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No idea what schools are reach/target/safety + Feeling lost

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A little about me: I'm a rising senior interested in an ML-focused Stats PhD 

  • Education: HYPSM Undergraduate in Statistics with CS minor (Has a great stats program)
  • GPA: 3.6 (I have a documented disability that impairs my ability to function. I've had to take a gap year due to it and it's had an effect on my grades) My lower grades are mostly in  challenging cs/stats classes and they're in the B range. I can maybe get this up to a 3.7 my senior year.
  • GRE: I haven't take a practice test, but I did really good on my act (36) so not sure if that means anything?
  • Type of Student: asian woman, first-generation college student
  • Research Experience: 1.5 years in computer vision research my freshman and sophomore year,  1 year theoretical statistics research (diffusion models), summer REU research in ML at a T5 CS/Stat Institution, and will be doing a year of MCMC research over the course of my senior year. no pubs sadly. three internships.
  • Letters of Rec: Maybe one really good one and one pretty good one. I'm hoping to get my last rec letter from my senior thesis advisor
  • Research Interests: ML-related sounds cool, but overall figuring it out

I'm thinking of taking a gap year and applying 2025 instead. That way, maybe I can figure out what research I enjoy the most, boost my GPA with better senior year grades, get a publication/ some more research experience, and chill out a little lol.

My questions:

  • What schools are reach/target/safety? I'm really hoping to have a good shot at Columbia's or NYU's program, since it's close to home.
  • How can I boost my application? What are some options for what I can do over my gap year? I'm thinking a post-bac. Masters is not really an option financially.
  • General advice/rant I'm overall just feeling really lost about grad school. I love research, and I absolutely love statistics, but I don't know what niche I like the most, I don't know anything about which professors are at which schools studying which things, and I'm worried I'll end up at too stressful of a program or one I don't like. Some general tips would be much appreciated, thank you!
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How is your math background/grades in math classes?  Have you only taken through linear algebra, or do you have some more advanced math including real analysis?  Do you have below a B in any math classes?  Provide some more details on your math classes/grades so we can get a better idea - this will especially matter for the top programs.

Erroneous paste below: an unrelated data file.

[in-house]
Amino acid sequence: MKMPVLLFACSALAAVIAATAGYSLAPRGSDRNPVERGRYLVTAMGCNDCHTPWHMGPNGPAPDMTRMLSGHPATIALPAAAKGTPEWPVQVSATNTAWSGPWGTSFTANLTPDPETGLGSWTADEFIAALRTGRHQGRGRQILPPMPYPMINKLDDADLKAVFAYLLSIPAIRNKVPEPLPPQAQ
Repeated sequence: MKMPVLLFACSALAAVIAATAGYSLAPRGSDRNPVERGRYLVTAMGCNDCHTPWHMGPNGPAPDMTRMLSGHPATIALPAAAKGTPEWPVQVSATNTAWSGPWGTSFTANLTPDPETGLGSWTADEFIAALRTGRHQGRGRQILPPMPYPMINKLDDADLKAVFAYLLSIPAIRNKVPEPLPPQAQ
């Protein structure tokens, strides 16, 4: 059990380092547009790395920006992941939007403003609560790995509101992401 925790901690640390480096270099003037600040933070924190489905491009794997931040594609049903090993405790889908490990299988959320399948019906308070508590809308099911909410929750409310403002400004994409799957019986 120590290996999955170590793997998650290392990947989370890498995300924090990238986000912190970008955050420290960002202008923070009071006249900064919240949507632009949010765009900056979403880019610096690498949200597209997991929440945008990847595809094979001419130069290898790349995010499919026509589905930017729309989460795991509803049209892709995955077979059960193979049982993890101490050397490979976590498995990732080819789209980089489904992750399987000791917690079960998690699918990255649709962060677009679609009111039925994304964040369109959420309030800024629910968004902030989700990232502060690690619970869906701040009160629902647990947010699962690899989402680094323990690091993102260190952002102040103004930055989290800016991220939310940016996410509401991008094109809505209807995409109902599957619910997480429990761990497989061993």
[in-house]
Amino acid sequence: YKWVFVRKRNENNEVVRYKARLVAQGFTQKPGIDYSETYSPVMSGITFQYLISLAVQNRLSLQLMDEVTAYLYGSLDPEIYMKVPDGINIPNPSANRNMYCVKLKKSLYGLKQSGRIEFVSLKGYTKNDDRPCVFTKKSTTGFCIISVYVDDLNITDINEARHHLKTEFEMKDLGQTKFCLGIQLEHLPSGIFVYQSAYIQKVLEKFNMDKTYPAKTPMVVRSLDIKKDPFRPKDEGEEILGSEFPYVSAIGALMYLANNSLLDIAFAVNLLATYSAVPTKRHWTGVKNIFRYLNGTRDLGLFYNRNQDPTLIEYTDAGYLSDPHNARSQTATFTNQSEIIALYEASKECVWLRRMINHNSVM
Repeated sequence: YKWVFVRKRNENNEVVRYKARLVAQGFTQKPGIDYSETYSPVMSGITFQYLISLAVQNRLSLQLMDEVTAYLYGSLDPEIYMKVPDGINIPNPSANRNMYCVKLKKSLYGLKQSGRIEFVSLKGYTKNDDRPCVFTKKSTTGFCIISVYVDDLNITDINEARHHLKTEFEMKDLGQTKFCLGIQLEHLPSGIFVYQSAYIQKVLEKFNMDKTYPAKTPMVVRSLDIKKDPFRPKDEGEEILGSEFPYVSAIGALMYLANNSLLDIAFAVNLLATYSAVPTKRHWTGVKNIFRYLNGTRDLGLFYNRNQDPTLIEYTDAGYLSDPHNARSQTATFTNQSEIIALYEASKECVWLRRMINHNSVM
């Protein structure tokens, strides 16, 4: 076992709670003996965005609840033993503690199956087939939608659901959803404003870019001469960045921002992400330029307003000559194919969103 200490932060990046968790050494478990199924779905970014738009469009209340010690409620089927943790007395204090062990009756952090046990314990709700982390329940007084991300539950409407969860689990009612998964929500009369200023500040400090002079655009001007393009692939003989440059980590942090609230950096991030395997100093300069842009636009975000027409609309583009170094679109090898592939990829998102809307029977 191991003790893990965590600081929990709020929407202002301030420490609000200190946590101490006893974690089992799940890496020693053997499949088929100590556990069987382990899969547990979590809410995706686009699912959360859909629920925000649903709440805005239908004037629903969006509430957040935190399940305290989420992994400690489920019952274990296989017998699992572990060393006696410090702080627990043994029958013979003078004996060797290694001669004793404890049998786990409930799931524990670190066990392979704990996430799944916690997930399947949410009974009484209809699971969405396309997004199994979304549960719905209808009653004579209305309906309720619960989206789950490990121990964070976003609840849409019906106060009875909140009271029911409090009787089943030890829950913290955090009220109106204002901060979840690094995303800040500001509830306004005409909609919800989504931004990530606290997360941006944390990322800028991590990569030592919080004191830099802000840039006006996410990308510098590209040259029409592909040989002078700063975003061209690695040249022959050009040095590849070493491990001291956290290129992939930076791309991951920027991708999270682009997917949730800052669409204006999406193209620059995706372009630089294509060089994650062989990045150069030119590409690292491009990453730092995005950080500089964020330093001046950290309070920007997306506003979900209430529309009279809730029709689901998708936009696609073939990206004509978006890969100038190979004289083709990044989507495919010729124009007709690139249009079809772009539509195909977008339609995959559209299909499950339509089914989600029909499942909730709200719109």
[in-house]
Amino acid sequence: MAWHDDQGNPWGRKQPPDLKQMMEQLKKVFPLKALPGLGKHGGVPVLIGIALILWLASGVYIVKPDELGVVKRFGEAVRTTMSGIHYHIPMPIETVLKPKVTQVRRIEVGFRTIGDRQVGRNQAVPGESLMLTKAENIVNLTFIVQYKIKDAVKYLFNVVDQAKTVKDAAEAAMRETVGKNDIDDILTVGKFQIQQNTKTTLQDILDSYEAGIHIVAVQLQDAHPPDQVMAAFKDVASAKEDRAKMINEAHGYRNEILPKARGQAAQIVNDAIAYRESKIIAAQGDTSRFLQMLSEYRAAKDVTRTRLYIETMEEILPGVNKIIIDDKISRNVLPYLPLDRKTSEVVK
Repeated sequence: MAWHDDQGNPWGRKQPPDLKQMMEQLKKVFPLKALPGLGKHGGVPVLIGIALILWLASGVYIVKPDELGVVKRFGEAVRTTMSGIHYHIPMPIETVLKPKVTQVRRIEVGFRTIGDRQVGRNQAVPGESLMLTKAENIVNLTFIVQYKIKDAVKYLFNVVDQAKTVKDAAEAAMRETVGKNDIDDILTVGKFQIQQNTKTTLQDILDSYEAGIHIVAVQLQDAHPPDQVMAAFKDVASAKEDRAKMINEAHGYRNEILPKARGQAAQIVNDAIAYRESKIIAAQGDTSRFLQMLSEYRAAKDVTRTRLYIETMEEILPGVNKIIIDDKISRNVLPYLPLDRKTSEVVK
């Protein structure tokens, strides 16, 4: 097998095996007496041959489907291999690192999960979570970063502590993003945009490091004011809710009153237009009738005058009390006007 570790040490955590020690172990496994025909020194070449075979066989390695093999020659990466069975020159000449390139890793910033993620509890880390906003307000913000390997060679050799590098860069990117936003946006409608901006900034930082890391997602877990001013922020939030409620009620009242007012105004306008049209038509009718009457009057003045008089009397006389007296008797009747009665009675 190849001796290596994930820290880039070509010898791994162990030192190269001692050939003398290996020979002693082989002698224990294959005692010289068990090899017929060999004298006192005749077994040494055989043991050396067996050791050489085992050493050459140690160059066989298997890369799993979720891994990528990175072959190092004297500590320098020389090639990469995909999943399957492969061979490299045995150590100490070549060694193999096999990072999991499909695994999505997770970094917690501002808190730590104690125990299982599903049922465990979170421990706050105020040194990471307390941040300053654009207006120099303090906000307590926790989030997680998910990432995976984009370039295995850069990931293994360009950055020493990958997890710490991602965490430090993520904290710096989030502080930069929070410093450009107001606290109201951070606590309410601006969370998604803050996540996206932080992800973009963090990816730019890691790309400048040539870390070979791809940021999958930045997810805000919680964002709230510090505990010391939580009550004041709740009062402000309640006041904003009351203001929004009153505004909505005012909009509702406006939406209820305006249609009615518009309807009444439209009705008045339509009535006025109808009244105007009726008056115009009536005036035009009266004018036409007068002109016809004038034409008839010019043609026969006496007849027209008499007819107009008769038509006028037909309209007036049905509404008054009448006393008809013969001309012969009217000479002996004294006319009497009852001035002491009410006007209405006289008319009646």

Overall, I think you'll be in pretty good shape.  If you got a 36 on your ACT, you'll probably get a 169-170 on the math GRE which will help your application, and even if you don't have a 3.9+, I don't think anybody is going to be too concerned about your ability to handle the classes if your math background is strong (up to real analysis).  I don't think publications matter that much, but if you can get 3 positive letters from HYPSM-level stats/ML professors, most/all of whom you did research with, that's going to be huge regardless of publications.

Depending on your math background, I think you can shoot very high.  Columbia's statistics program is pretty intense in terms of requiring very mathematical probability classes, which could be quite stressful for many people (curricula change all the time, so please check the details, but many top 10 programs like Chicago/Columbia/Stanford have pretty intense coursework).  NYU's program is quite small and only admits 1-2 students per year, and I would not bank on getting into it.

Have you considered biostatistics?  Columbia has a good biostatistics program, and you'd be a very good applicant for biostatistics programs and could definitely apply to any program.  You don't need to be particularly interested in biology, and it's a good option for people who are really interested in doing anything applied.

Gap year: I don't think it matters a lot, but if you haven't taken real analysis, you should.  If you get to wrap up any research projects and get publications, or can improve your letters, do so.  If you can get any type of job in data analysis and make some money, you can do that.  Or just do something that you enjoy.  

Again, give some more info on your math background (and how much math you really want to do in grad school!), and feel free to ask any follow-up questions and we can help you narrow down some options that fit with your geographic preferences.

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